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Very often when people talk about decay they use branching ratio to describe a particular decay channel, for example:

$$Z\rightarrow e^{+}+e^{-}$$

If both Z and the electron and positon are one-shell I can understand it. Because this branching ratio one can measure in the lab.

But sometions people talk about decay into virtual particles, for example, the Higgs decay:

$$H \rightarrow Z+Z^{*}$$

My knowledge tells me this is not a physical process since one Z-boson is off-shell. But how does one calculate this braching ratio and how does one measure it?

My thought is that one can actually define $B(H \rightarrow Z+Z^{*})$ as: $$B(H \rightarrow Z+Z^{*})== B(H \rightarrow Z+e^{+}+e^{-})+B(H \rightarrow Z+\mu^{+}+\mu^{-})+...$$

where the "..." stands for all the possible "decay" the virtual $Z^{*}$ can happen. Is this right?

Another question also confuses me is that for the other Z boson without star, it will eventually decay into some other particles. Can one regard it as being virtual? I guess no, because it "was" onshell before it decays.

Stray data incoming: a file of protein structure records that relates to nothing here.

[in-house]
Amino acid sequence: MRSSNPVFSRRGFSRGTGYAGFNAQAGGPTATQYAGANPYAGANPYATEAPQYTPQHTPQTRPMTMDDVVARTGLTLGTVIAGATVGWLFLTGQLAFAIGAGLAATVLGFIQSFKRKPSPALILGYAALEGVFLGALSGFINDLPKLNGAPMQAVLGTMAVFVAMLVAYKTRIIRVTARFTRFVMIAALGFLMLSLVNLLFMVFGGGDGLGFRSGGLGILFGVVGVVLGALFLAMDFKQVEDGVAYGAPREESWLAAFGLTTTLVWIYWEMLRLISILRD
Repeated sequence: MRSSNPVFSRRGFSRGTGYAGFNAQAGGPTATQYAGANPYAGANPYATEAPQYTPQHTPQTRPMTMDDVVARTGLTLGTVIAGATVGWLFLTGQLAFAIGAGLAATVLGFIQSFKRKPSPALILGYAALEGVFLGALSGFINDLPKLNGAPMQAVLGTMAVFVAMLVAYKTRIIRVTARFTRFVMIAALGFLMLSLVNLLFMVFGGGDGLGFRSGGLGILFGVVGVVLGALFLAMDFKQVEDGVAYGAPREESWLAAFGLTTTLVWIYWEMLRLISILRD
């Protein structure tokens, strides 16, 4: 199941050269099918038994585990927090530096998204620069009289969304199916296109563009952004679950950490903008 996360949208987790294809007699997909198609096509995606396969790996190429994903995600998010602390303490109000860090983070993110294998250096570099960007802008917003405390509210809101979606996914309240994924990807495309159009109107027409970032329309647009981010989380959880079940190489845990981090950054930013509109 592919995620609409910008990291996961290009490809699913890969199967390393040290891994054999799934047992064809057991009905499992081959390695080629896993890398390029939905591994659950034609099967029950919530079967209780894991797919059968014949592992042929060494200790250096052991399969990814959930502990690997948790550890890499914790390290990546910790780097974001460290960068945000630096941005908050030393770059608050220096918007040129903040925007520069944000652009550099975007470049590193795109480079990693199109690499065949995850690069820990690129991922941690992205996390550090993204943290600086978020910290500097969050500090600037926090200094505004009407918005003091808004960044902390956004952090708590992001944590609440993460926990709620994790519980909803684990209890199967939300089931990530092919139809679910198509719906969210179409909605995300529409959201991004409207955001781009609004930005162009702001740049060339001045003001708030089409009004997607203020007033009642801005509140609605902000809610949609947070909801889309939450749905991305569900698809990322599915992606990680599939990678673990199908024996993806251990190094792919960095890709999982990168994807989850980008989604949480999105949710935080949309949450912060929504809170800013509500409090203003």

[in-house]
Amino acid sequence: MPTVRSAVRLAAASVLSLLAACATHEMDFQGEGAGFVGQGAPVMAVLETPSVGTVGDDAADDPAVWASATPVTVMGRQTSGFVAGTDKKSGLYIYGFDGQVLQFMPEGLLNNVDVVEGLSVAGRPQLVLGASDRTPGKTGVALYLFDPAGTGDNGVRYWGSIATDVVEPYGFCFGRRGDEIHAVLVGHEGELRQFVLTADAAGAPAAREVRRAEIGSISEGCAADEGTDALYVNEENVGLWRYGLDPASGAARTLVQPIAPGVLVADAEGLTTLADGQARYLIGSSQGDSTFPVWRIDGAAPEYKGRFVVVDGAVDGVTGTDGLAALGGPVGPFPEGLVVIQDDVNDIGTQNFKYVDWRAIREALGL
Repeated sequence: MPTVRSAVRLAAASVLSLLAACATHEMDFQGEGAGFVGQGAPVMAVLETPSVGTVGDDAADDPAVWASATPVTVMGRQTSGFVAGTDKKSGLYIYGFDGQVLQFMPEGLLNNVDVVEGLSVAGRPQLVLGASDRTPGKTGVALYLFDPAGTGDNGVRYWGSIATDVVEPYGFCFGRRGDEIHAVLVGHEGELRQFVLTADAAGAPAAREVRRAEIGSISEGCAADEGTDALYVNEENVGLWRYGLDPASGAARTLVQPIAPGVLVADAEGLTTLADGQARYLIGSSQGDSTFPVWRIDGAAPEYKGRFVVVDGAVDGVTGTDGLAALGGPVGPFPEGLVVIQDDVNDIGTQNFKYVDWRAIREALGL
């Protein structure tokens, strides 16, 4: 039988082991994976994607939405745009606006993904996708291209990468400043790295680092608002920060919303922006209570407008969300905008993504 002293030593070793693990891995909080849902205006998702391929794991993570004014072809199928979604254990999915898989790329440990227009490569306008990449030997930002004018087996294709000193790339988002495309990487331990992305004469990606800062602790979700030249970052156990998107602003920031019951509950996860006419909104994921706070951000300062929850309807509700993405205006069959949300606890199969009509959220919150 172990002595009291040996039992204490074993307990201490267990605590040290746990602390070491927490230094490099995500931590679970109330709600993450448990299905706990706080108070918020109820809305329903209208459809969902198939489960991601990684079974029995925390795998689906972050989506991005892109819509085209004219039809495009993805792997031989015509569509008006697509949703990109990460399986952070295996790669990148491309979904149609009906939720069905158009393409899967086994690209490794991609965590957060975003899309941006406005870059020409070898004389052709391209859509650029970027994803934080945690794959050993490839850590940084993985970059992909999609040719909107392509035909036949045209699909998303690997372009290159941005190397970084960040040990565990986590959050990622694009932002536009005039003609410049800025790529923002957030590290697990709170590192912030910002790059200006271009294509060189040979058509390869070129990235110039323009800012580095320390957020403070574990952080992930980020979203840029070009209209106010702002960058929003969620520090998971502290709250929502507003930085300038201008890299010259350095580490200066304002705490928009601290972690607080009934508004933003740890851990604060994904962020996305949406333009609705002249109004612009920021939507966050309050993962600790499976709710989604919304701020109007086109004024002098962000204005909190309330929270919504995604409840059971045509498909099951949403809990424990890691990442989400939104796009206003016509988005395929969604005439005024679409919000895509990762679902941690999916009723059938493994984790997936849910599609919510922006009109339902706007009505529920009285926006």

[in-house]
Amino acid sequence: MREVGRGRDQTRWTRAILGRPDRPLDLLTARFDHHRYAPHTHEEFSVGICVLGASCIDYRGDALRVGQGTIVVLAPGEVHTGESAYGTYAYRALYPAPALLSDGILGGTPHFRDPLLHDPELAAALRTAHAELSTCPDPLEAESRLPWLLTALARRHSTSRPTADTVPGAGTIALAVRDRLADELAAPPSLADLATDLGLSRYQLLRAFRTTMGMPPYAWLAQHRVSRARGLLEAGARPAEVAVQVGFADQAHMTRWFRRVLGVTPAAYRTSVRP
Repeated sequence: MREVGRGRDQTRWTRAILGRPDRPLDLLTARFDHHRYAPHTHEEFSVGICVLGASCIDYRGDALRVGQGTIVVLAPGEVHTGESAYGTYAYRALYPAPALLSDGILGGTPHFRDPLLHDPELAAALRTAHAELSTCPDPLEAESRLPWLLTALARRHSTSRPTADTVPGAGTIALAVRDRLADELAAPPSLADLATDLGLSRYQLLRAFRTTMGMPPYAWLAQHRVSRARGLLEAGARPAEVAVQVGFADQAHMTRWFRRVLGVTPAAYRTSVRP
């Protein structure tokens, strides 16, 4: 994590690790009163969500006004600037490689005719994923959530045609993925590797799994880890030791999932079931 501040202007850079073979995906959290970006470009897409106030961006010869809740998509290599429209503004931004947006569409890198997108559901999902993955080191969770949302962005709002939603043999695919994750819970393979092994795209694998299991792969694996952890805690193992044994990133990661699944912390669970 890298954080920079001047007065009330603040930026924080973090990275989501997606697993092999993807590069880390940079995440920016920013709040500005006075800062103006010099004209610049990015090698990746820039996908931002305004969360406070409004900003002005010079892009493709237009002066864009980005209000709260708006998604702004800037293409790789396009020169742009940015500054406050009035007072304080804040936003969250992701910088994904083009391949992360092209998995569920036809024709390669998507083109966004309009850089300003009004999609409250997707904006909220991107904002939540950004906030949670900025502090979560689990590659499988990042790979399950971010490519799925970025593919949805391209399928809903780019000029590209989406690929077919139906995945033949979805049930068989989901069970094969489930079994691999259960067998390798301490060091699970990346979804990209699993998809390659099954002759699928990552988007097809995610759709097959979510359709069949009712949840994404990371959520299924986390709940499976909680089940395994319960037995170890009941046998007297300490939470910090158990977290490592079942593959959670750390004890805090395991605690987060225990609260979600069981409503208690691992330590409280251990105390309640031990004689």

For example, in this picture: enter image description here

Should one interpret this feynman diagram as higgs decay? How does one distinguish this process where the higgs is being virtual with the real higgs decay?

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  • $\begingroup$ Isn't the other $Z$ virtual too? It decays into lighter particles before it reaches our detectors, after all, so it's an internal line in the Feynman diagram and is not required to be on-shell. $\endgroup$ – probably_someone May 17 at 18:03
  • $\begingroup$ @probably_someone thank you for your reply! This is what also confuses me. The onshell Z is just unstable but is not virtual? One use "*" to indicate the particle being virtual. So I guess $z$ is not virtual because it "was" onshell for sometime and then it decays? $\endgroup$ – Universe Maintainer May 17 at 18:09

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